Car ownership will just be for the rich likewise plane travel. Our lives are going to be much smaller and confined. 15 minute cities with monopoly providers within walking distance or if you are lucky on a bike. Although as with all communism the products available will be so dreadful it will probably not be worth the long queue to buy it.

  • A Thorpe

    I’m not convinced that politicians have a clue what they are talking about when they say they want growth. JR Mogg has mentioned this recently pointing out that politicians talk about GDP but it is GDP/capita that matters and even that is an average. The difference between the two is very apparent in China. Politicians also talk about exports, but we need exports to pay for what we need to import. Growth is only going to happen when we have a positive balance of trade and when did any politicians talk about that. The only one I recall seeing the importance was Harold Wilson.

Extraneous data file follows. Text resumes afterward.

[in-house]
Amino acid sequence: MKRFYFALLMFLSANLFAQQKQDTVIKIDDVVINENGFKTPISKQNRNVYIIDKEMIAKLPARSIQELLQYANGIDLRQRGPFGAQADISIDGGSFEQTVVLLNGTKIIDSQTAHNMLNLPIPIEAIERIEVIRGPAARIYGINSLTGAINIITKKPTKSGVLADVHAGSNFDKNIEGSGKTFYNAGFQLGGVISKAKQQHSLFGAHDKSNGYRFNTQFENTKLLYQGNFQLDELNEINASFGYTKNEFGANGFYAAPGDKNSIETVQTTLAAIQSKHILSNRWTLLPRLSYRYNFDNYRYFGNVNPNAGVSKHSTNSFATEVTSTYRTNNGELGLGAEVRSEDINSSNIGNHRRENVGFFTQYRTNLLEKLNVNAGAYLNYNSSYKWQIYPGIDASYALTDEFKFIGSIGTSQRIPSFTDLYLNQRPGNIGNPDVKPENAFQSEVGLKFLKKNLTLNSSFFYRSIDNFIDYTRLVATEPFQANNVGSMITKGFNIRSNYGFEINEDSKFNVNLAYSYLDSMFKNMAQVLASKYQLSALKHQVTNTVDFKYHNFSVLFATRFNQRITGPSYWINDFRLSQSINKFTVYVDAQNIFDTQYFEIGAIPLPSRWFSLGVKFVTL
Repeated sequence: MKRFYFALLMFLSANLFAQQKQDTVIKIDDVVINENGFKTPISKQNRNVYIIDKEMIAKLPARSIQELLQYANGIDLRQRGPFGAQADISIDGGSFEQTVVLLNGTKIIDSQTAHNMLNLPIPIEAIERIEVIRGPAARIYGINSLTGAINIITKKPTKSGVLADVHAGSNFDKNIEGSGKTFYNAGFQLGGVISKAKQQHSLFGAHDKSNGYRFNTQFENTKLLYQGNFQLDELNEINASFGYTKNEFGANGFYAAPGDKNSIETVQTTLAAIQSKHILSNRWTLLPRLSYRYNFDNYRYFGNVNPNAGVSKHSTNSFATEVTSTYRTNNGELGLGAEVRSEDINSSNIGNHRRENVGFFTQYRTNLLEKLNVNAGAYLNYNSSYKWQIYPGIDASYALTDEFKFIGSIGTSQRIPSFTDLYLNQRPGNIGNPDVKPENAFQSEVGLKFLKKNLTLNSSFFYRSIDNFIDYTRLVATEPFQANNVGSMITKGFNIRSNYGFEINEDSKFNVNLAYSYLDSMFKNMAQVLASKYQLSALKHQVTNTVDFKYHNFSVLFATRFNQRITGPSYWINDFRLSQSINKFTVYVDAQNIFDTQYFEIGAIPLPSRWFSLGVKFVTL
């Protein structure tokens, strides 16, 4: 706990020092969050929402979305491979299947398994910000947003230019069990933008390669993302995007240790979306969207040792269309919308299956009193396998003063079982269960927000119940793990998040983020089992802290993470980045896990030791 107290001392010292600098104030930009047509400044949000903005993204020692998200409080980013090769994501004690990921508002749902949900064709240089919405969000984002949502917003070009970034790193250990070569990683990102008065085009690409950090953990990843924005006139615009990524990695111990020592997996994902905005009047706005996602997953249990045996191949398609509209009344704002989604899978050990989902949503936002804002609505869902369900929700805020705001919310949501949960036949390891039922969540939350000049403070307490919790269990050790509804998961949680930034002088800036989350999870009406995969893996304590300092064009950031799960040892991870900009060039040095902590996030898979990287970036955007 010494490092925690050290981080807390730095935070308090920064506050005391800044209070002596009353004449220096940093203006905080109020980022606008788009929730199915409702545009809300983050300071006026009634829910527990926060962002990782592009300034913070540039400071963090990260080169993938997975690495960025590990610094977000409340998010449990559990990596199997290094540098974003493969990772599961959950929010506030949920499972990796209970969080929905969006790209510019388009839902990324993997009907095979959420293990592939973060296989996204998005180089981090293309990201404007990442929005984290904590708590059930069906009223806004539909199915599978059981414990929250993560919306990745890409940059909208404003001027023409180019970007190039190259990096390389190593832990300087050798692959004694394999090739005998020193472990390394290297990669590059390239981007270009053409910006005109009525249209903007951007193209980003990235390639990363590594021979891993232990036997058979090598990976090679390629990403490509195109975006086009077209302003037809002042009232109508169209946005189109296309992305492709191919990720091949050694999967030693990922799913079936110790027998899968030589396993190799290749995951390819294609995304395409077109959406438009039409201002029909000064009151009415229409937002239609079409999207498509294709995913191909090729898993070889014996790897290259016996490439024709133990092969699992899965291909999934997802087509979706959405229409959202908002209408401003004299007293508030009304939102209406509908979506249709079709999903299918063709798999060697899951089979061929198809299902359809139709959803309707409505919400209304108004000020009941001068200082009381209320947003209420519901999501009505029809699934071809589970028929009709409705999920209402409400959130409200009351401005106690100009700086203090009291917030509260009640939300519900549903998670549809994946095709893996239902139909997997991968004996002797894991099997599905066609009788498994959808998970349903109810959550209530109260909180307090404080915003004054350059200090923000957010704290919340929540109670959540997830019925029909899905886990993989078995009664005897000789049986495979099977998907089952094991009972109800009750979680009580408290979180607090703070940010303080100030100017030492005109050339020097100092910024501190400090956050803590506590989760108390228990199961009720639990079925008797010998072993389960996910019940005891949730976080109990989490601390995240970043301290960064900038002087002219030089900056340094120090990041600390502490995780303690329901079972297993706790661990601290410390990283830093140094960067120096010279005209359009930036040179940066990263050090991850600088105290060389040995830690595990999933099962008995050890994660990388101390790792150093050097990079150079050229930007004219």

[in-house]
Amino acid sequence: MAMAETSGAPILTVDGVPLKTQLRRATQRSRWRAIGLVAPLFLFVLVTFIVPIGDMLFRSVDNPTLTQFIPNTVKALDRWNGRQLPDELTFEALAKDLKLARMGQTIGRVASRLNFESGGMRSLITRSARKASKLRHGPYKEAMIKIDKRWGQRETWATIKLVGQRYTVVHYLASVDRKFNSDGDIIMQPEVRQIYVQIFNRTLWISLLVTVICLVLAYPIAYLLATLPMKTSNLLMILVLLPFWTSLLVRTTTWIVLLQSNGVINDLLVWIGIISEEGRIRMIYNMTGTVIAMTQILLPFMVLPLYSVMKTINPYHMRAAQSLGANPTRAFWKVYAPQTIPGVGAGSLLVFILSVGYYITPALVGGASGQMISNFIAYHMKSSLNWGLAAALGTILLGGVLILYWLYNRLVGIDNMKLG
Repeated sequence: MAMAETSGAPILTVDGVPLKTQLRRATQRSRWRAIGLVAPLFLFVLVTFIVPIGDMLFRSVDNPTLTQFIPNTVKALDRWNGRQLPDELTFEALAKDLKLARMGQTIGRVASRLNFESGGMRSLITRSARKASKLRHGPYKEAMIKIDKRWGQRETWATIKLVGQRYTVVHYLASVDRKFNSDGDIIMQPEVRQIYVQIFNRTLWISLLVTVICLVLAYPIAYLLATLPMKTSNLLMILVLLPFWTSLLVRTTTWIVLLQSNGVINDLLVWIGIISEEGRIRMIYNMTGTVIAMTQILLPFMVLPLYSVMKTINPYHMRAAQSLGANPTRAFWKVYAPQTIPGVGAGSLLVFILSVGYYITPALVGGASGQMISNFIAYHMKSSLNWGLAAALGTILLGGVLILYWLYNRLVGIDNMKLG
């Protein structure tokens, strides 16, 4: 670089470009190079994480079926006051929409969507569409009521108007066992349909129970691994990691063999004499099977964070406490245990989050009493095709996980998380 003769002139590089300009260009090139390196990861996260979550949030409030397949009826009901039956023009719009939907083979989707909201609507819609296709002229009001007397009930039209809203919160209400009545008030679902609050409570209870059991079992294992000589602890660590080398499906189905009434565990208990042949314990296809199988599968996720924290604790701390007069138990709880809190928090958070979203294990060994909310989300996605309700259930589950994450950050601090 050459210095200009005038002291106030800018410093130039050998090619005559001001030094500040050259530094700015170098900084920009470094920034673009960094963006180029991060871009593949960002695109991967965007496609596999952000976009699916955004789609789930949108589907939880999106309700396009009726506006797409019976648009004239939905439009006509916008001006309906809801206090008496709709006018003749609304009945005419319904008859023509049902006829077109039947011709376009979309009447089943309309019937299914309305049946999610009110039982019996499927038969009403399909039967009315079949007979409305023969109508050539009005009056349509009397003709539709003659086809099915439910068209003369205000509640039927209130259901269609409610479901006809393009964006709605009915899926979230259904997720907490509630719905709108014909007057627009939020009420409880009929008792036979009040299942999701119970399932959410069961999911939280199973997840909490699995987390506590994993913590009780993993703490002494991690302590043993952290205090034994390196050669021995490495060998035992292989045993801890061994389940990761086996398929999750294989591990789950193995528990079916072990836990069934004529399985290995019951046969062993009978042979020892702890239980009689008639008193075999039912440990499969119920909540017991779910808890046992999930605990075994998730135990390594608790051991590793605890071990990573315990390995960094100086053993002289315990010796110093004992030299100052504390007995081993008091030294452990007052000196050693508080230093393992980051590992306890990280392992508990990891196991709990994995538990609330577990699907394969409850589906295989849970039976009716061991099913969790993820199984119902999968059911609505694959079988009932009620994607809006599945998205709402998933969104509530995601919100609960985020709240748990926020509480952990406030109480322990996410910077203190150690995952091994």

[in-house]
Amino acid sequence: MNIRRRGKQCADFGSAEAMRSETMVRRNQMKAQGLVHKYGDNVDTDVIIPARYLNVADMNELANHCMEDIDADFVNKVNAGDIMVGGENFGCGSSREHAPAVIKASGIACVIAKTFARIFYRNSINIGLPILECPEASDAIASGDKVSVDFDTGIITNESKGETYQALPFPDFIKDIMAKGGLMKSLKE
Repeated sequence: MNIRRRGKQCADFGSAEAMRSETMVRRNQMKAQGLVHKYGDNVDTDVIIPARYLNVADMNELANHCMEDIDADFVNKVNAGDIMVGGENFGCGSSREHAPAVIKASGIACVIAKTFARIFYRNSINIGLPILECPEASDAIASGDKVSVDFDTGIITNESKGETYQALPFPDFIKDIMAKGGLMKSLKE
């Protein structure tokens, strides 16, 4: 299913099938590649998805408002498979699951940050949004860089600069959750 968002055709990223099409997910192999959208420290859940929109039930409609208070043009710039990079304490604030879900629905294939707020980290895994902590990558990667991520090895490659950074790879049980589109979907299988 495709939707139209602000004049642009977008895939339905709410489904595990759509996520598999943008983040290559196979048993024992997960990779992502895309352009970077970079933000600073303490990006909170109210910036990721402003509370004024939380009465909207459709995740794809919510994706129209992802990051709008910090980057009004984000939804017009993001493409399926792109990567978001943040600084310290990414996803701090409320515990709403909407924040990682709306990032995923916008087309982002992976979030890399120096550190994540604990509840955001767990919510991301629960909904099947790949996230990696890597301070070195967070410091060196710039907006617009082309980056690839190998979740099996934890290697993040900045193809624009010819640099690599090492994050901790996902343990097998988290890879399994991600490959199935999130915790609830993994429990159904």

At nearly 79 I have never owned a car, only because I never liked driving. In my street quite a few houses don’t have a drive and there are cars parked everywhere that rarely move. There some houses where they have three cars. Some people don’t even use their drive, I suspect to prevent others parking outside their house. There is nothing attractive about living in this environment. How can car manufacturing be vital to the economy when they are hardly ever used? If they are used isn’t it because all the local shops have disappeared? It is the noise pollution from cars that is the worst aspect of them for me, including the music that some of them pump out. I suspect that if we did not have the welfare state and we had to provide for ourselves the car industry would have much less significance. The welfare state distorts all economic calculations. Then, if it is an important industry, we have the councils and government making driving as difficult and expensive as possible including parking, resulting in more journeys to soulless out of town shopping centres where parking is free.